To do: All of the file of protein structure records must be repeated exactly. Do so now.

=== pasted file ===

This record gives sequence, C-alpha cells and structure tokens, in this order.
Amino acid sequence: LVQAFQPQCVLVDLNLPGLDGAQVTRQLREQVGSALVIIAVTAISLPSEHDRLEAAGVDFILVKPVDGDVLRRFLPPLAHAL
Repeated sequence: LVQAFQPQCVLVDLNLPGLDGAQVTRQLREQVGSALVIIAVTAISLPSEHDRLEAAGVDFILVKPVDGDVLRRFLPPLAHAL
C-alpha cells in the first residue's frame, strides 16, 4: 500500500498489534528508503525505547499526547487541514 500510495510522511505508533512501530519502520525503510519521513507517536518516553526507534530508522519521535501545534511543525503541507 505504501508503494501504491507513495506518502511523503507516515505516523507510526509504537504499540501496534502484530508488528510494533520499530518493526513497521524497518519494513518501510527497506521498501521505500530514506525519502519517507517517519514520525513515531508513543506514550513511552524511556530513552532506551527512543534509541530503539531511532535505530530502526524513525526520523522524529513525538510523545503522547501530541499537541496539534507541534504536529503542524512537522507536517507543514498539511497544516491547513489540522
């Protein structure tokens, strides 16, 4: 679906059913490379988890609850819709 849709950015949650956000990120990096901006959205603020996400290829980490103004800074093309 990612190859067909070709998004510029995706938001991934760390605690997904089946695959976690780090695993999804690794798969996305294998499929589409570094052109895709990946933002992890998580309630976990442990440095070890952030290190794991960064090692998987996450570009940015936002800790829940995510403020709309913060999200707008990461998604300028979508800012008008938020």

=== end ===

This record gives sequence, C-alpha cells and structure tokens, in this order.
Amino acid sequence: LVQAFQPQCVLVDLNLPGLDGAQVTRQLREQVGSALVIIAVTAISLPSEHDRLEAAGVDFILVKPVDGDVLRRFLPPLAHAL
Repeated sequence: LVQAFQPQCVLVDLNLPGLDGAQVTRQLREQVGSALVIIAVTAISLPSEHDRLEAAGVDFILVKPVDGDVLRRFLPPLAHAL
C-alpha cells in the first residue's frame, strides 16, 4: 500500500498489534528508503525505547499526547487541514 500510495510522511505508533512501530519502520525503510519521513507517536518516553526507534530508522519521535501545534511543525503541507 505504501508503494501504491507513495506518502511523503507516515505516523507510526509504537504499540501496534502484530508488528510494533520499530518493526513497521524497518519494513518501510527497506521498501521505500530514506525519502519517507517517519514520525513515531508513543506514550513511552524511556530513552532506551527512543534509541530503539531511532535505530530502526524513525526520523522524529513525538510523545503522547501530541499537541496539534507541534504536529503542524512537522507536517507543514498539511497544516491547513489540522
């Protein structure tokens, strides 16, 4: 679906059913490379988890609850819709 849709950015949650956000990120990096901006959205603020996400290829980490103004800074093309 990612190859067909070709998004510029995706938001991934760390605690997904089946695959976690780090695993999804690794798969996305294998499929589409570094052109895709990946933002992890998580309630976990442990440095070890952030290190794991960064090692998987996450570009940015936002800790829940995510403020709309913060999200707008990461998604300028979508800012008008938020």